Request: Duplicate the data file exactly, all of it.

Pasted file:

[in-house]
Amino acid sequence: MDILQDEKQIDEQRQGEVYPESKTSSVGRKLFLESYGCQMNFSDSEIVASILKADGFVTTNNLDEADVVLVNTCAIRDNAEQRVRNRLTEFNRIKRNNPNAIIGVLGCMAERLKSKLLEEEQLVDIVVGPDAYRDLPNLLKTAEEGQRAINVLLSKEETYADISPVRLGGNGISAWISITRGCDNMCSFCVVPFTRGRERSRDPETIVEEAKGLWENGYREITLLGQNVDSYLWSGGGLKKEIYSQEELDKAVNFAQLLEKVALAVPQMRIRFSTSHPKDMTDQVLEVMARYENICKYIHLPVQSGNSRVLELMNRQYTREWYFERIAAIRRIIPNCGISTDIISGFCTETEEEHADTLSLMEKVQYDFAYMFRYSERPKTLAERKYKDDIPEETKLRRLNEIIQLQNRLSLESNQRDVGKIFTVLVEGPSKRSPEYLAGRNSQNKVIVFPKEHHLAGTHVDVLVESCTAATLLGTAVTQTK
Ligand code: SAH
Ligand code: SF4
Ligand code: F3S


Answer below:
[in-house]
Amino acid sequence: MDILQDEKQIDEQRQGEVYPESKTSSVGRKLFLESYGCQMNFSDSEIVASILKADGFVTTNNLDEADVVLVNTCAIRDNAEQRVRNRLTEFNRIKRNNPNAIIGVLGCMAERLKSKLLEEEQLVDIVVGPDAYRDLPNLLKTAEEGQRAINVLLSKEETYADISPVRLGGNGISAWISITRGCDNMCSFCVVPFTRGRERSRDPETIVEEAKGLWENGYREITLLGQNVDSYLWSGGGLKKEIYSQEELDKAVNFAQLLEKVALAVPQMRIRFSTSHPKDMTDQVLEVMARYENICKYIHLPVQSGNSRVLELMNRQYTREWYFERIAAIRRIIPNCGISTDIISGFCTETEEEHADTLSLMEKVQYDFAYMFRYSERPKTLAERKYKDDIPEETKLRRLNEIIQLQNRLSLESNQRDVGKIFTVLVEGPSKRSPEYLAGRNSQNKVIVFPKEHHLAGTHVDVLVESCTAATLLGTAVTQTK
Ligand code: SAH
Ligand code: SF4
Ligand code: F3S